Clearly, Jodi was oblivious to the fact that someone visiting me was an event of monumental proportions. No pun intended, thank you very much.

“Dave…hello? You’re staring at me like I am an angel. Snap out of it,” Jodi waved her hand in front of my face.

“Oh. Yeah. I’m, uh, just surprised that you visited me.” I muttered.

“Why? It didn’t seem like anyone else would,” she shrugged.

“Yeah…well…okay.” I murmured indefinitely.

“So, what’s it like in this place?” she asked, sitting in the chair adjacent to my own.

“Actually, it hasn’t been so bad,” I answered honestly. “When you take away the little bit of creepiness everyone here has, then they all become decidedly interesting.” Jodi scoffed.

“You’re one of them, too. I’d say you’re probably the creepiest one here, just because you seem the most normal.”

“You’re probably right,” I sighed.

We didn’t talk for a long time. It was probably due to the realization that we are complete strangers, and yet we have been thrown into this completely personal situation.
At least that’s what I was thinking.
Jodi checked her watch.
“I should probably go,” she declared uneasily.
“…Uh, yeah,” I scratched my head nervously.
“I’ll visit you again in a couple days, okay?” she assured with a small smile.
“Yeah, that’s fine,” I replied, diverting my eyes to the floor.


I let the rest of the day slip away. I was in zombie mode until it was after dinner. All I recall was another violent outburst at that obscene therapist. If I recall correctly, I believe I hissed at her. Whatever it was, she remained oblivious to my anger, as customary for her.

After dinner, I resumed my post in the recreation room at the drawing table. As I drew, all of my awkward art school memories resurfaced. Despite, that, I couldn’t help the fact that I loved to draw.

I asked Agatha if she would pose for a portrait while she was watching cop shows. She gladly obliged.

I sat on a chair next to the television so I could look straight at her face. First, I sketched out her round face; then added some of her zany marshmallow-white hair. I tried to take as much care in each wrinkle and line as possible.
Some people may get a rush by going on a roller coaster, but drawing old ladies sure gets me.

When I was finished, I brushed off some eraser shavings and held it up for her to see without saying anything.

“Oh, well would you look at that?” she squealed. “It looks just like me!” she marveled, stroking her hand down the paper. “But do I really look that old?” she asked no one in particular. “Oh well,” she shrugged. Agatha turned to me, “this is wonderful, David. Would you mind if I kept this?” she asked.

I shook my head. I had hoped she would want to take it. If I kept it, it would have eventually ended up in small pieces due to constant frustration that I lack the ability to produce anything worth a positive response.

“Thank you so much, David,” she grinned a grandmotherly grin at me and proceeded to show everyone else in the room the drawing.

I honestly wished I appreciated myself as much as she did.

I didn’t think about it for too long, though. It was time for bed.

I was filled with some renewed sense of purpose because I had made an elderly suicidal woman a drawing, and a person I hardly even knew had visited me. Things sure were looking up!

I chewed my breakfast like it was sunshine and managed to make pleasant chatter with Jim between bites of smush. I could practically see a little blue bird perched in the corner humming a happy little ditty.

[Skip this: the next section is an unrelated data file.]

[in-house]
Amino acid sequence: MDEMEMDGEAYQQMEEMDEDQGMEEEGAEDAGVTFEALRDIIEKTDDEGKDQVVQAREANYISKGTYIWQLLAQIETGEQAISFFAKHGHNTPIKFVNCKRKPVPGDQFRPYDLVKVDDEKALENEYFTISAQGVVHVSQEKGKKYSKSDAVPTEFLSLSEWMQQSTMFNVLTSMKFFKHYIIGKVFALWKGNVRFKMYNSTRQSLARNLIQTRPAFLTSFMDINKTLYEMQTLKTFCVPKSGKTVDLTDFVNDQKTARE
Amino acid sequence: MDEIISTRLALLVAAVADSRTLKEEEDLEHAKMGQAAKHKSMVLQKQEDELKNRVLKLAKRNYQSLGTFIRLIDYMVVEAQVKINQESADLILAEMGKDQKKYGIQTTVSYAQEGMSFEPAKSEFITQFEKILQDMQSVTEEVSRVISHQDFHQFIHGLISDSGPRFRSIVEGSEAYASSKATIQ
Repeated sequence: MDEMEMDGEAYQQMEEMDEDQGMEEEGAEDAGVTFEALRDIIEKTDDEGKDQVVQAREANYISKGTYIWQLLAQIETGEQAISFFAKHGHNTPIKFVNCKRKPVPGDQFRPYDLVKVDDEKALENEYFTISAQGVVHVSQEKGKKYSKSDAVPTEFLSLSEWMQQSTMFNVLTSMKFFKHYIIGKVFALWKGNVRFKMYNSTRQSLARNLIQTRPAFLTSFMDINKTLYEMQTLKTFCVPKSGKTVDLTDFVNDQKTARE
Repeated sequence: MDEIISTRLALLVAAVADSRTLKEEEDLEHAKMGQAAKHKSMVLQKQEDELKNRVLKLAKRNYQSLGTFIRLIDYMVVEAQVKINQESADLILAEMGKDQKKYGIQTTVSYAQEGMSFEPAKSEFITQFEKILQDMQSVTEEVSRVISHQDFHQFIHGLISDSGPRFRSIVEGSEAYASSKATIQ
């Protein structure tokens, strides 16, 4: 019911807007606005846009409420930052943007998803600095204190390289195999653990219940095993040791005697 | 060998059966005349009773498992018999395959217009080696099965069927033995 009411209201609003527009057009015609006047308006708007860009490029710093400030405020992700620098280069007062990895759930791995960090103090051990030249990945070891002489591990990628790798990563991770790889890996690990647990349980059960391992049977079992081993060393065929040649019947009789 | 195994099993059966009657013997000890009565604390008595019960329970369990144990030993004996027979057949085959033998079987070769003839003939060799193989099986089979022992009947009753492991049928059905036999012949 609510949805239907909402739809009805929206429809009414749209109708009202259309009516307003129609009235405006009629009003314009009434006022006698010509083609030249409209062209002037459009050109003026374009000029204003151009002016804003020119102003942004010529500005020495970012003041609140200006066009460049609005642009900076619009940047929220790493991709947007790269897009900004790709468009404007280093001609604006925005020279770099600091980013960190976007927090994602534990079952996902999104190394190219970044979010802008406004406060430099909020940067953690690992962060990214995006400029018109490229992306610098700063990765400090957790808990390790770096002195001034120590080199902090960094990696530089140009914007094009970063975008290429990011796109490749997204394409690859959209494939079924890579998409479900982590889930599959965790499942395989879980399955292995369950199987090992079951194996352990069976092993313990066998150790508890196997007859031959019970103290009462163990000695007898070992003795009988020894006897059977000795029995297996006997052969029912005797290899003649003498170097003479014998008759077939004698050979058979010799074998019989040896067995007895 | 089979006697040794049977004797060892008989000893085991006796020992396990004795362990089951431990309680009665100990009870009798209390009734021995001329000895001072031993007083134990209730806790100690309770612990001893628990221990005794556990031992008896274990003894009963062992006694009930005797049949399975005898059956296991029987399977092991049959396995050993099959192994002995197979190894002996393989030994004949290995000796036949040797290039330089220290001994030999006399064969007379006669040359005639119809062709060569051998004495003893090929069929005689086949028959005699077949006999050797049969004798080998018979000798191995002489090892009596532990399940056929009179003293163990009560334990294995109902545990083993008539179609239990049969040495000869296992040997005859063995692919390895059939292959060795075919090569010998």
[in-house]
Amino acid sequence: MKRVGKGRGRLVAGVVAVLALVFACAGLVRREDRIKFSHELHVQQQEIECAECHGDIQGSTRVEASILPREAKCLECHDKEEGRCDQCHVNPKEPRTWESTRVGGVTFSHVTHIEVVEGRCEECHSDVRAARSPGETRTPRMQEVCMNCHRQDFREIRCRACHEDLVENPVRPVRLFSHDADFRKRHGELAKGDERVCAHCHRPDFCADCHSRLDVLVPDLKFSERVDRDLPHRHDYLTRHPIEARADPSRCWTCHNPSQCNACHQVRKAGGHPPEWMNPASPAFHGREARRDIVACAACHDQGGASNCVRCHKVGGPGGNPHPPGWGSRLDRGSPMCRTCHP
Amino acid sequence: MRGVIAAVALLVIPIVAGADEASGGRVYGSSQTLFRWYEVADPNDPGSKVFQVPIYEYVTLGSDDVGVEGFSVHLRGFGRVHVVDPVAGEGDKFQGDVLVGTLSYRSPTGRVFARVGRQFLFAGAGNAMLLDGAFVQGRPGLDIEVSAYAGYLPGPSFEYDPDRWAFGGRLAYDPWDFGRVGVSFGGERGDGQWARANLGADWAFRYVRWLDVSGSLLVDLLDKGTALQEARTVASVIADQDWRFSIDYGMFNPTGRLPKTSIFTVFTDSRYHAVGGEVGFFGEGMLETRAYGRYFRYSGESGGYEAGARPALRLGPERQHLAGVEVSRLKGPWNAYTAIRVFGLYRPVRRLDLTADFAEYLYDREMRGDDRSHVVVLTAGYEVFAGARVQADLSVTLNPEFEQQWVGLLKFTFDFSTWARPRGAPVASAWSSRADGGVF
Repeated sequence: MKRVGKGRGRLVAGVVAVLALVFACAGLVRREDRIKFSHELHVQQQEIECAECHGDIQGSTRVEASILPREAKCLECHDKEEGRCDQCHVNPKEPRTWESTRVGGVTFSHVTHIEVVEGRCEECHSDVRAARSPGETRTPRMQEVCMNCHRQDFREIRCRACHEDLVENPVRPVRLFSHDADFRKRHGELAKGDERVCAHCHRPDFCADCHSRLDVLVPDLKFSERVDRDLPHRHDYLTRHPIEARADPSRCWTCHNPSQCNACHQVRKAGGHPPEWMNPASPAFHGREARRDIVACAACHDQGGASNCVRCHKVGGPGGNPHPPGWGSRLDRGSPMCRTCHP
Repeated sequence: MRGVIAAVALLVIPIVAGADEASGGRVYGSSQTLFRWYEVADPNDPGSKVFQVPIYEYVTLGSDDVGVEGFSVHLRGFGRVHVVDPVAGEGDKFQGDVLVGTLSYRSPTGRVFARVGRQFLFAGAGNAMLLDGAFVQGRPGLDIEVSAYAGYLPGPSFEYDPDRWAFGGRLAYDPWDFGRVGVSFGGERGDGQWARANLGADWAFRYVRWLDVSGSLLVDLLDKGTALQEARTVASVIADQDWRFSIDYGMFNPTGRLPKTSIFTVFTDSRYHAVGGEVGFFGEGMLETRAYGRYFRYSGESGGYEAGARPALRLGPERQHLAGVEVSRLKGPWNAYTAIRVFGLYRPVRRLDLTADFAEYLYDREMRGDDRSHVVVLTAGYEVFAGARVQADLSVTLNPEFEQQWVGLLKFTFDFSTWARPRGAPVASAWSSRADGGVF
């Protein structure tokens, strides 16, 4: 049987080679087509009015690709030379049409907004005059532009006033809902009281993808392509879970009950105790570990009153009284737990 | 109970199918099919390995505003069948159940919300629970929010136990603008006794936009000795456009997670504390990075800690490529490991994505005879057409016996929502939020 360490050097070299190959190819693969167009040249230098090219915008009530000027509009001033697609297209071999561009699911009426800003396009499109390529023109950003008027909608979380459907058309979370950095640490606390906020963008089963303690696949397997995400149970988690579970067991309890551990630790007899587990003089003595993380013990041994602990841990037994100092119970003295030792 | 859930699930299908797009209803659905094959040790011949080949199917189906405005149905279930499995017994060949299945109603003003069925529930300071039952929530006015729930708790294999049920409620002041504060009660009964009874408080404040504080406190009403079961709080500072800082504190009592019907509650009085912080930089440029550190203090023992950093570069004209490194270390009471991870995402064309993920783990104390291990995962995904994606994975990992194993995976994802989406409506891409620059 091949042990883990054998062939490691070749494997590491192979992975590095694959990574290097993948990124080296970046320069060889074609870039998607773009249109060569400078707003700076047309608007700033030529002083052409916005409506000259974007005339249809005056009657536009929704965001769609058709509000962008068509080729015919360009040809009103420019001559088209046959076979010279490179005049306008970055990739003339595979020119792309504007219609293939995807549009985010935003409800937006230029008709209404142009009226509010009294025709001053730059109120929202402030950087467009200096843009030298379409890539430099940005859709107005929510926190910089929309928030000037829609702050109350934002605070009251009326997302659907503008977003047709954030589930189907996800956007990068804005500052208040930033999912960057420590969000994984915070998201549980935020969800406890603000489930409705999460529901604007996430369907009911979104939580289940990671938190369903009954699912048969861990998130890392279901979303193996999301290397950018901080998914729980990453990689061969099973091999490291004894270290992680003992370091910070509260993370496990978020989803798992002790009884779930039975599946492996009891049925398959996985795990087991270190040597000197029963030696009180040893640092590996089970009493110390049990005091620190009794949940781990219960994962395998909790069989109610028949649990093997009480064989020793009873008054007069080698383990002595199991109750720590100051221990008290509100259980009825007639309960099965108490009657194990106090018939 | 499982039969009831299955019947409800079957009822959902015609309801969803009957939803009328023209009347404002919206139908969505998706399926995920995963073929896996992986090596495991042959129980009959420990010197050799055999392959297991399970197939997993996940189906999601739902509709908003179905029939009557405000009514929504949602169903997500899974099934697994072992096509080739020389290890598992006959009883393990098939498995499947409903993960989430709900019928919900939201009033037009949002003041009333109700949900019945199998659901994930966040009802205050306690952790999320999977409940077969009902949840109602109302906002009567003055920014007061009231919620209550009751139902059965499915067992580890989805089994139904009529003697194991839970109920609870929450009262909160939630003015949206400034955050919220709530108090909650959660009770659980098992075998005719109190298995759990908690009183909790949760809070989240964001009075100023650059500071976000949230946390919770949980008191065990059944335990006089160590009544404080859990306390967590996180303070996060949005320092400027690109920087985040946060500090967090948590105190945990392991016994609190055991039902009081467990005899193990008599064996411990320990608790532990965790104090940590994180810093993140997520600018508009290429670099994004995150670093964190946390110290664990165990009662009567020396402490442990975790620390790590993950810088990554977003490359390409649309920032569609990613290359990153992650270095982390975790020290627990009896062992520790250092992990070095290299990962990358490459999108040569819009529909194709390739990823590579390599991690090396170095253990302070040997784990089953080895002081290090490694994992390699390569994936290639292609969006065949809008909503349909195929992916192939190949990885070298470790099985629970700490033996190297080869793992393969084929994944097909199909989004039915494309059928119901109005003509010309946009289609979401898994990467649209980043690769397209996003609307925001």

It must have been the medication.

Nonetheless, I was very excited for “visiting time”. The previous night, I had planned a grand speech to give to Jodi to help make things less…weird between us. I think I was just really thrilled about the prospect of making a friend.
Astutely, I sat in the vinyl covered chairs, awaiting Jodi’s sweet return. The usual fare drifted in, each heading for their respective patient. I continued to wait patiently, though.
Jodi’s just late, I am sure. I’ll bet there’s traffic. Yup, it’s traffic all right.
I swung my legs back and forth nervously as the minutes ticked by. Soon, there was only fifteen minutes of visiting time left, and I had to come to terms with the simple fact that Jodi wouldn’t be coming.
I sat on my hands and bit my lip.
I thought we were kind of friends, right? I asked myself uncertainly. God, are you needy! The other half of my brain shouted at me.
My internal arguing was interrupted, though, when a tall figure walked into the room. Their hair was a dark purple color, and carefully arranged to look as haphazard as possible. They had on a plain black t-shirt and what I will assume was a pair of jeans that looked like the victim of a shark attack.
This person surprised me even more when they walked straight in my direction. They plopped down in the chair next to me and stretched out their extremely long legs.
“David, man, are you okay?” they asked urgently.
“Frank?” I crinkled my nose up.
“Yeah, it’s me…FRANK,” he stretched out his name like a rubber band. “Geez, I got kind of nervous about you the other day after that weird phone call, but I didn’t know you would have tried to…well, you know…” he trailed off.
“Well, um, yeah,” I wavered, trying to avoid the subject. “I just would really like to know how you knew I was in here,” I questioned, still not exactly sure what was happening.
“Oh, right. Well last night I was working on this amazing tattoo last night. It was some kinda bat thing with a sword and I don’t know. I think it was a Dungeons and Dragons theme. Anyway, I got a call from some person named Joanna or Jill or—”
“Jodi?” I interjected.